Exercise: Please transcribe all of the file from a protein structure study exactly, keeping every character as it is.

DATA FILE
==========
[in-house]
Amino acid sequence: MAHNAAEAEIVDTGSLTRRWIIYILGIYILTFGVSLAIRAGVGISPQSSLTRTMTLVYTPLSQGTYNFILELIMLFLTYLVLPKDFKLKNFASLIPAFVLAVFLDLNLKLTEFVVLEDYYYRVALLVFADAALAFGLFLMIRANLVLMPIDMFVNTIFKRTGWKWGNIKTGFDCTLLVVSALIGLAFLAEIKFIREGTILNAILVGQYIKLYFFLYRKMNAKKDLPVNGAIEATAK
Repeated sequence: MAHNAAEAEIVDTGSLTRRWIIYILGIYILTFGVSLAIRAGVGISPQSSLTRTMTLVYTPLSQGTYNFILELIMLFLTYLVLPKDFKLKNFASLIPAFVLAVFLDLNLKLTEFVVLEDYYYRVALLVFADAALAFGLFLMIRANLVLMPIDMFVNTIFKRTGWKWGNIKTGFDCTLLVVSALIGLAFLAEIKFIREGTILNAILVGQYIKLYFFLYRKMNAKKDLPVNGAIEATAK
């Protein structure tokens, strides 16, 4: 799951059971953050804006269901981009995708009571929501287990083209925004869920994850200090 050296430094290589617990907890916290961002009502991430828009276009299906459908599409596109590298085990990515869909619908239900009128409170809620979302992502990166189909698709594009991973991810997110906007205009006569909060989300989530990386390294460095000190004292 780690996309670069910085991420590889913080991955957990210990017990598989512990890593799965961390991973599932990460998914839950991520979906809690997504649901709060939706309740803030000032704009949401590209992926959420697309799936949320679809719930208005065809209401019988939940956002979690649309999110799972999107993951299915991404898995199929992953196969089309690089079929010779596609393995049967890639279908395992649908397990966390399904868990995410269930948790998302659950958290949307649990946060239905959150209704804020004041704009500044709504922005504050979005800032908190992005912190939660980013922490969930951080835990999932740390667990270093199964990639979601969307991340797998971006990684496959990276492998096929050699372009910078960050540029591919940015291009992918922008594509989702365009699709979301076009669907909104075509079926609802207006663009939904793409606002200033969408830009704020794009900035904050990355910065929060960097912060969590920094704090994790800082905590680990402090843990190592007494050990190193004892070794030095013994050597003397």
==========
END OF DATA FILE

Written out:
[in-house]
Amino acid sequence: MAHNAAEAEIVDTGSLTRRWIIYILGIYILTFGVSLAIRAGVGISPQSSLTRTMTLVYTPLSQGTYNFILELIMLFLTYLVLPKDFKLKNFASLIPAFVLAVFLDLNLKLTEFVVLEDYYYRVALLVFADAALAFGLFLMIRANLVLMPIDMFVNTIFKRTGWKWGNIKTGFDCTLLVVSALIGLAFLAEIKFIREGTILNAILVGQYIKLYFFLYRKMNAKKDLPVNGAIEATAK
Repeated sequence: MAHNAAEAEIVDTGSLTRRWIIYILGIYILTFGVSLAIRAGVGISPQSSLTRTMTLVYTPLSQGTYNFILELIMLFLTYLVLPKDFKLKNFASLIPAFVLAVFLDLNLKLTEFVVLEDYYYRVALLVFADAALAFGLFLMIRANLVLMPIDMFVNTIFKRTGWKWGNIKTGFDCTLLVVSALIGLAFLAEIKFIREGTILNAILVGQYIKLYFFLYRKMNAKKDLPVNGAIEATAK
């Protein structure tokens, strides 16, 4: 799951059971953050804006269901981009995708009571929501287990083209925004869920994850200090 050296430094290589617990907890916290961002009502991430828009276009299906459908599409596109590298085990990515869909619908239900009128409170809620979302992502990166189909698709594009991973991810997110906007205009006569909060989300989530990386390294460095000190004292 780690996309670069910085991420590889913080991955957990210990017990598989512990890593799965961390991973599932990460998914839950991520979906809690997504649901709060939706309740803030000032704009949401590209992926959420697309799936949320679809719930208005065809209401019988939940956002979690649309999110799972999107993951299915991404898995199929992953196969089309690089079929010779596609393995049967890639279908395992649908397990966390399904868990995410269930948790998302659950958290949307649990946060239905959150209704804020004041704009500044709504922005504050979005800032908190992005912190939660980013922490969930951080835990999932740390667990270093199964990639979601969307991340797998971006990684496959990276492998096929050699372009910078960050540029591919940015291009992918922008594509989702365009699709979301076009669907909104075509079926609802207006663009939904793409606002200033969408830009704020794009900035904050990355910065929060960097912060969590920094704090994790800082905590680990402090843990190592007494050990190193004892070794030095013994050597003397």